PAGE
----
for raising test scores. In his third year as governor, 4th and 8th graders
scored first in the country in math and English (see Figure 1).

It was in education that MICHELE BACHMANN got her political sea legs.
Disappointed in the school work brought home by her foster kids attending public
school, the now Minnesota congresswoman decided to get involved because the
school system didn’t have an “academic foundation,” according to Bloomberg

She started a charter school in the early 1990s, but abruptly resigned from
its board—along with other board members—after the school district accused the
charter of teaching religion in its classrooms.

In 1999, Bachmann ran for Stillwater school board with a platform to dump
Minnesota’s “Profile of Learning,” the state’s graduation standards. It is the
only race the three-term congresswoman has ever lost.

Under a Bachmann presidency, expect the U.S. Department of Education to be
all but shuttered. In 2004, she authored legislation that would remove Minnesota
from the requirements of No Child Left Behind. (It didn’t pass.) In a 2009
letter to constituents posted on her website, Bachmann wrote, “I entered
politics because I want to give my children the incredible educational
experience I received from public schools as a student. No Child Left Behind
must be repealed and control of our education returned to the local level.”

As his eight years as Minnesota’s governor wore on, TIM PAWLENTY’s push
against the teachers union grew stronger and more publicly divisive.

Shortly after his election in 2002, in an impromptu speech to business
leaders, Pawlenty called for tying teacher pay to performance and bringing up
the state’s standards. He also urged state lawmakers to authorize the use of a
transparent growth model to see how well schools are really doing to improve
student achievement. Yet, maybe because teachers union officials were in the
audience, Pawlenty carefully parsed tenure, saying, “Seniority can remain a big
factor, maybe even the main factor, in setting pay scales,” according to news

The speech underscored Pawlenty’s sometimes mixed message to unions
throughout his tenure: I’ll try to work with you. That is until you don’t work
with me.

In 2005, Pawlenty passed a Minnesota-wide teacher pay-for-performance plan
called “Q Comp,” which rewards teachers based on evaluations. Though passed by
the state legislature, the plan gave school districts and charter schools the
choice of whether to participate and allows a district to collectively bargain a
pay agreement that looks at professional development, teacher evaluation, and an
alternative salary schedule.

When federal Race to the Top dollars became available, Pawlenty launched a
statewide charter school initiative and moved to hone math and science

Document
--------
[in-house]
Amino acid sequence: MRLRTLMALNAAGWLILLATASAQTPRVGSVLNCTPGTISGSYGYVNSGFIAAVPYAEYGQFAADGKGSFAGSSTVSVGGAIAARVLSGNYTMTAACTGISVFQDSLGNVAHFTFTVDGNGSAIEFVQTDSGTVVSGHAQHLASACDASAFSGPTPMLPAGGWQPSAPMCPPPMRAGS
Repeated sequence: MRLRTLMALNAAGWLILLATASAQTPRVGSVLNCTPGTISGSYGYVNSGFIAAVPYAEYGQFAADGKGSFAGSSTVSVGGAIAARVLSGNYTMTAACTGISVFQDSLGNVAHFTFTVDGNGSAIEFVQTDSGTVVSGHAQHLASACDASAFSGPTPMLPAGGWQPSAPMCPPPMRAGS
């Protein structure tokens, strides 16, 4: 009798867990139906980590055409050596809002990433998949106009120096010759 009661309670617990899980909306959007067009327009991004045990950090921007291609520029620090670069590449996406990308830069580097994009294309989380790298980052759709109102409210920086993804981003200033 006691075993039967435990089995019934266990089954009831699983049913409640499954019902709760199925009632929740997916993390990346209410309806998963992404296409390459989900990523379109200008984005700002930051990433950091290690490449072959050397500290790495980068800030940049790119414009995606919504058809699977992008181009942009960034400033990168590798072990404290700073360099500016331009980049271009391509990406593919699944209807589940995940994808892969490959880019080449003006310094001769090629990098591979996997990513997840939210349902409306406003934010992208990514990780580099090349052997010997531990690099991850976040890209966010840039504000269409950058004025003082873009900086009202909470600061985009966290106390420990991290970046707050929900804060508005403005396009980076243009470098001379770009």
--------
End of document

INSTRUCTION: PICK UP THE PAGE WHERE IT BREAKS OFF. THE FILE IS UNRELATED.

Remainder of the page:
instruction in schools. Still, Minnesota lost out, most notably because the
application lacked support from the teachers union. Like all states, Minnesota
had an opportunity to go for the second round of grants, but Pawlenty drew a
line in the sand, saying he would only apply again if the union, and Democrats
in the state legislature, agreed to more reforms.

At the time, Pawlenty also dialed up the rhetoric. The timing may have been
personally fortuitous: He had declared he wasn’t seeking another gubernatorial
term in Minnesota and was flirting with a presidential run. It was good press:
He was out there staking pitch-perfect positions on education reform.

“If they [the teachers unions] don’t buy in and aren’t partners in change,
it’s not going to work,” Pawlenty said at a United Negro College Fund event in
February of 2010. “We have to constructively and gently, or maybe not so gently,
nudge them toward change.”

Texas Governor RICK PERRY, if he runs,  is likely to use his own state’s
successes to argue that the federal government should dramatically downsize in

While Perry has been outspoken against the Common Core, he and his education
commissioner have pulled the quality of Texas tests up to a level respected
among education reformers. Test scores among kids of all racial and ethnic
backgrounds are higher in Texas than in Wisconsin, for example, which has fewer
students qualifying for free- and reduced-price lunch.

Though Perry will probably make this point on the campaign trail, he’s not
likely to promise to take over the nation’s schools.  On the contrary, he’ll
likely pick up on his recent call to repeal No Child Left Behind and let states
take charge of their education systems. In his book released last year, Fed
Up! Our Fight to Save America from Washington
, Perry argues that Washington
has taken power away from states. At a speech in November in Washington, Perry
took aim at two of former President Bush’s signature accomplishments, No Child
Left Behind and the Medicare drug benefit program, saying they were examples of
areas in which Washington need not be.

“Those are both big government but more importantly, they were
Washington-centric,” he told the Dallas Morning News. “One size does
not fit all, unless you’re talking tube socks.”